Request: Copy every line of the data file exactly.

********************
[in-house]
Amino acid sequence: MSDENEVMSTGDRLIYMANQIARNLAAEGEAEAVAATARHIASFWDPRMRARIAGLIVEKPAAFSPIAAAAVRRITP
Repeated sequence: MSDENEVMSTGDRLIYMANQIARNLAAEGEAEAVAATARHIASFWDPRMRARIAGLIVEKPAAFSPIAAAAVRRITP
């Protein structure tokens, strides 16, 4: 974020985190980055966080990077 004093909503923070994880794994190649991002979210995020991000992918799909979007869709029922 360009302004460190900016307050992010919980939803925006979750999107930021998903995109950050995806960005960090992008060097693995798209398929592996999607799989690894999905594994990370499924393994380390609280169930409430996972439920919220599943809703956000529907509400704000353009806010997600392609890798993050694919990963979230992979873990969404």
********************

[in-house]
Amino acid sequence: MSDENEVMSTGDRLIYMANQIARNLAAEGEAEAVAATARHIASFWDPRMRARIAGLIVEKPAAFSPIAAAAVRRITP
Repeated sequence: MSDENEVMSTGDRLIYMANQIARNLAAEGEAEAVAATARHIASFWDPRMRARIAGLIVEKPAAFSPIAAAAVRRITP
């Protein structure tokens, strides 16, 4: 974020985190980055966080990077 004093909503923070994880794994190649991002979210995020991000992918799909979007869709029922 360009302004460190900016307050992010919980939803925006979750999107930021998903995109950050995806960005960090992008060097693995798209398929592996999607799989690894999905594994990370499924393994380390609280169930409430996972439920919220599943809703956000529907509400704000353009806010997600392609890798993050694919990963979230992979873990969404």